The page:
3. Participate in games and races. On Boxing Day, you can attend any of the many horse races, soccer matches, and cricket matches that are scheduled. Don’t worry about travelling; most teams make it a point to play another team close by so that neither the players nor their fans have to travel too far.
4. Take a swim. On Boxing Day, take part in one of the many icy swims that are being organised. Wear something ridiculously fancy, dive into the winter sea, and win a bravery medal while warming up in front of a beach bonfire with all the other daring souls. Many of these events raise funds for charitable organisations, so consider it a good deed done!
Method 3 Spending Time with Friends and Family
1. Pay a visit to family. If your extended family is too large to see on Christmas Eve or Christmas Day, use Boxing Day to include them in your celebrations. Have a formal holiday feast or stick to the more laid-back spirit of Boxing Day with a simpler get-together.
Leftover Christmas turkey served as sandwiches or another full meal, or a cold ham or roast beef served as a buffet to minimise prep and cooking, are popular Boxing Day foods.
In the United Kingdom and Canada, many restaurants welcome large groups for Boxing Day carveries, or buffets serving carved roast meats.
2. Spend some time with your friends. If you’ve already checked off family from your holiday to-do list, consider making Boxing Day a day to spend with friends instead. Attend a sporting event or watch one at a nearby pub. Or simply hang out at someone’s house.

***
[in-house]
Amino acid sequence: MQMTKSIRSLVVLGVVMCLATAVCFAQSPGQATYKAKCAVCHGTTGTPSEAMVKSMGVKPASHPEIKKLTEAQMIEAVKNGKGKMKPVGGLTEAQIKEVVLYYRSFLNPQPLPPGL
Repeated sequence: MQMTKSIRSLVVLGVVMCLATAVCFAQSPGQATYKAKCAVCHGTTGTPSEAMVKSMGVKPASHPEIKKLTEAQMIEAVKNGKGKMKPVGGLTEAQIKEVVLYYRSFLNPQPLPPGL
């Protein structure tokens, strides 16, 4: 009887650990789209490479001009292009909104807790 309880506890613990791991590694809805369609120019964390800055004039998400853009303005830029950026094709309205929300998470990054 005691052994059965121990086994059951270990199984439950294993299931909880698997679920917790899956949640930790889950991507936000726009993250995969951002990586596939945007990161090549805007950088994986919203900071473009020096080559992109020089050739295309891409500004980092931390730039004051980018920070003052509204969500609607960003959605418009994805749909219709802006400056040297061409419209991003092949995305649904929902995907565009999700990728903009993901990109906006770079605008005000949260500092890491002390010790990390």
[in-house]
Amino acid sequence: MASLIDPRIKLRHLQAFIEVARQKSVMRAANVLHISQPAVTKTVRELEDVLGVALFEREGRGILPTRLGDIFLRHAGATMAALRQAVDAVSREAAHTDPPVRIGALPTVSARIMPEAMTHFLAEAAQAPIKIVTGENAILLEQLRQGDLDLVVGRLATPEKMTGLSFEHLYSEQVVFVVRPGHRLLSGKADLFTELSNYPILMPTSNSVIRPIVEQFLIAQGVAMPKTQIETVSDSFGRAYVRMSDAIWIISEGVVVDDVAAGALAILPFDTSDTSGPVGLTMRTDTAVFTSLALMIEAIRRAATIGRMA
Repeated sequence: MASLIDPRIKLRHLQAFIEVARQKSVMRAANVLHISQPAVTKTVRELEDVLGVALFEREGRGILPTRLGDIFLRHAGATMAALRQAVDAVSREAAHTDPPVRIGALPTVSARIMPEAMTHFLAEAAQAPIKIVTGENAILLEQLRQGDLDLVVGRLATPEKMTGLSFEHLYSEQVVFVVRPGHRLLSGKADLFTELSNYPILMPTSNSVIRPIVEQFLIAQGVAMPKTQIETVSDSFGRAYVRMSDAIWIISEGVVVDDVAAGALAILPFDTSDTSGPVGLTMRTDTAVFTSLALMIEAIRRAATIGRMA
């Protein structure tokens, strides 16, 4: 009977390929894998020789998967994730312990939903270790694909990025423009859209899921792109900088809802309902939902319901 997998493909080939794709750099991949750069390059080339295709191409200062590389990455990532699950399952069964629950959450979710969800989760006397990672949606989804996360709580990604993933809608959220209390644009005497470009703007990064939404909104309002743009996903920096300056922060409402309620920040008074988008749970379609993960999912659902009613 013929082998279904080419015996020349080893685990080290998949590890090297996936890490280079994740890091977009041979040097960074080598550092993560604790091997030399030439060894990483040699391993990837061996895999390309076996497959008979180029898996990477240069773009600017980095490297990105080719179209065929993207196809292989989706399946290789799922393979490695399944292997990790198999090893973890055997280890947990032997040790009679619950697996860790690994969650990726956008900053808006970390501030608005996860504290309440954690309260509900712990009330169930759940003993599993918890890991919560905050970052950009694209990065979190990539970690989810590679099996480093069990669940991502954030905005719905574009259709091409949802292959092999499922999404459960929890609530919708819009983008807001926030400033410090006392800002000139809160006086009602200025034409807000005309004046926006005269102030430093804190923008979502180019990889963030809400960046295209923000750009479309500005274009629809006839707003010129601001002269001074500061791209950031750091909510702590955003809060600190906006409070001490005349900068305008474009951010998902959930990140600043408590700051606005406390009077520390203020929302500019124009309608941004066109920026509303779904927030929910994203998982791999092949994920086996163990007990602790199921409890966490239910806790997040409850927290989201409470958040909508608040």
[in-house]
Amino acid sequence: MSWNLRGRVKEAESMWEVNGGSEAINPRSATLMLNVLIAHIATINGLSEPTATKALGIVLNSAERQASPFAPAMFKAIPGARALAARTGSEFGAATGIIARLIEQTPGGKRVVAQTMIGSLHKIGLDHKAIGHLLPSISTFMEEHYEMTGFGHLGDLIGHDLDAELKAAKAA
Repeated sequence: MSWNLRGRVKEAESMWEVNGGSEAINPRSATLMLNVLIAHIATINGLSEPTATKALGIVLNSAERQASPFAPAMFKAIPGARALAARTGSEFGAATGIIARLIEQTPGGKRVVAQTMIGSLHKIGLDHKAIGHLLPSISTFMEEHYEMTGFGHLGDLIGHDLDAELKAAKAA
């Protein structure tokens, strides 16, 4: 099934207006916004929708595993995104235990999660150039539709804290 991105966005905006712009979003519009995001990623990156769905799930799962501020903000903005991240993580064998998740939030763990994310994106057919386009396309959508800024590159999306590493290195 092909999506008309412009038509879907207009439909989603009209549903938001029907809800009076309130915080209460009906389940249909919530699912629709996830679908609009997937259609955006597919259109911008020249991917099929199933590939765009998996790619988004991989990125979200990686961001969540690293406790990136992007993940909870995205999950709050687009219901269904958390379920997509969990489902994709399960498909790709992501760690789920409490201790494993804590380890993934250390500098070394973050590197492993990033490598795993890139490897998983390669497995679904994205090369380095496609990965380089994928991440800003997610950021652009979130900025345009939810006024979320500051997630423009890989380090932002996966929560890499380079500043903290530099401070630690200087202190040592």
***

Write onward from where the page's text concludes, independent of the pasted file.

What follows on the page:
3. Maintain a relaxed tone. Put the holiday formality behind you. Organize a potluck where everyone can get rid of their leftovers. If you want to make it even less formal and more inviting, make it a pyjama party. Turn on the football marathon on TV, zone out, and enjoy yourself.
4. Go on a trip. Because sports and exercise are such an important part of Boxing Day, get the whole family involved and get some exercise. Use this extra time to go on a long hike through the woods or a walk through the streets with your family.
5. Go to a pantomime. Bring the kids to this family-friendly performance of lively theatre based on fairy tales, which is traditionally performed on Boxing Day. Sing along with the musical numbers and interact with the onstage performers.
Method 4 Shopping
1. Pursue the sales. Take advantage of the more recent trend of stores opening the day after Christmas and offering steep discounts. Visit larger chain stores and shopping malls, as smaller stores are more likely to be closed for the holiday.
Check the store’s Boxing Day hours ahead of time, as they may adhere to a Sunday schedule regardless of the day of the week, or open even earlier than usual.
Arrive early because lines may form outside stores before they open.
2. Keep Boxing Day’s origins in mind. Because charity is an important aspect of the holiday, use the discounts to shop for others who may not be able to afford even these sales. Purchase coats, blankets, and other winter clothing for the homeless, for example.
3. Make it a family outing. Keep some of the holiday spirit alive by making it a family outing. Include gift cards with your other Christmas gifts to family so they can use them the next day. Create your own tradition around the annual sales.